Do you remember 1984? Well I dont, and for good reason: I wasn’t born yet. What I do know, however, is what music sounded like back then. 1984 was the year Lloyd Cole and his backing band The Commotions gained international recognition after the release of their debut album Rattlesnakes, named after one of their hit singles. Even though this record and the following solo ones never really gave Lloyd Cole the indie pop legend status that the likes of Morrissey received, the man did manage, throughout the years, to become more than that one guy who wrote Rattlesnakes.
Todays true indie kids know him and cherish each of his songs with religious devotion, excitedly praising his songwriting skills, his longevity and his productivity (with almost 20 records released since the mid 80s). He might have been considered has-been for a while but did keep a solid fan base and also gained a younger audience, maybe partially thanks to being referred to in the song Hey Lloyd, Im ready to be heartbroken by Camera Obscura, which echoed Coles Are you ready to be heartbroken?. I must say Lloyd Cole became one of my musical heroes very quickly after I found out about him, and I became genuinely excited when I heard he was going to play a solo acoustic gig in my tiny local indie venue.
Even though I was, by far, the youngest one in the audience, I didnt feel misplaced at all in the packed yet intimate venue. Any doubts immediately vanished as Lloyd Cole entered the stage and started playing one of his newest masterpieces, Woman in a Bar. Time has elapsed since the releases of his first records, but his voice was as enchanting as before and its ability to communicate emotion was untouched. The third song he played was a wonderful down tempo version of the aforementioned hit Rattlesnakes, and the following ones only reassured me into believing that he definitely was more than a one-hit-wonder.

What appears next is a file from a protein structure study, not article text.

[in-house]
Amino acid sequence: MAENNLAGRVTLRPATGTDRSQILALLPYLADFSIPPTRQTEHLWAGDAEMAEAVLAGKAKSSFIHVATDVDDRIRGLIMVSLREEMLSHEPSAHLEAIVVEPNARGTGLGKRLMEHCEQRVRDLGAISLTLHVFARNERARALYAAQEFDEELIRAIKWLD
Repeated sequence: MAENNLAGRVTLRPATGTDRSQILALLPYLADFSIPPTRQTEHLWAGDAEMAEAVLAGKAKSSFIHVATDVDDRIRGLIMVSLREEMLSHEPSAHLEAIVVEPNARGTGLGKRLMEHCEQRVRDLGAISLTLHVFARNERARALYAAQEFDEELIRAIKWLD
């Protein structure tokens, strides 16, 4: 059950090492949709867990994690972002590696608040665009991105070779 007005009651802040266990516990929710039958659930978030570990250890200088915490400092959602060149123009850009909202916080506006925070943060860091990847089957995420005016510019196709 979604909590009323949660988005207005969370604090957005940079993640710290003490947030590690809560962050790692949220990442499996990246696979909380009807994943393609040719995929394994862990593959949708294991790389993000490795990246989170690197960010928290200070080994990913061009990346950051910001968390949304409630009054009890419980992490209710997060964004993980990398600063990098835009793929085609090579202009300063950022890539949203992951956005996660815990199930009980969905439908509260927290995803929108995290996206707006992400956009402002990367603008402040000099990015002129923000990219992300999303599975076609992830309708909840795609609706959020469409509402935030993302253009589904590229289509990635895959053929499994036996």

Lloyd Cole kept referring to his fans as 45 year old college professors with expensive cars and as people who deeply missed the time when they were students. This was not my case, of course, but I almost caught myself wishing I were 40 years old instead of 20, because the nostalgia older people seemed to be feeling only made the whole gig even more beautiful. His lyrics are, however, amazingly timeless and during the gig, the music almost brought tears to my eyes way more often than I could ever confess.
Far from being the bitter, self righteous man he could have become, Lloyd Cole kept thanking everyone for being here and enjoying his music. Referring to his guitar playing skills, he confessed he was not Eric Clapton, and as he suddenly forgot the lyrics to one of the songs, he simply said: if you ever attend one of my gigs without noticing one of those major mistakes, then its probably a tribute act, provoking the hilarity of the crowd. He also responded to Alice Cooper, who is rumoured to have said, before performing Only Women Bleed, that not even Lloyd Cole has written a song about menstruation, by playing his song Impossible Girl, the opening line of which is: Bloody Monday afternoon, you want to blame it on the moon
After a two-hour gig, Lloyd Cole made his way backstage, leaving all those who attended the gig with stars in their eyes and smiles on their faces, including me. To put it in a nutshell, if you havent heard any song by Lloyd Cole yet, I can only warmly recommend checking them out because few other songwriters have managed to release as many quality choons during their career. And in an era in which a new band is turned into an over-hyped next big thing every hour, it is always comforting to have timeless pop wonders to stick to.
Posted Wed, April 22, 2009
Publication date: 22/04/09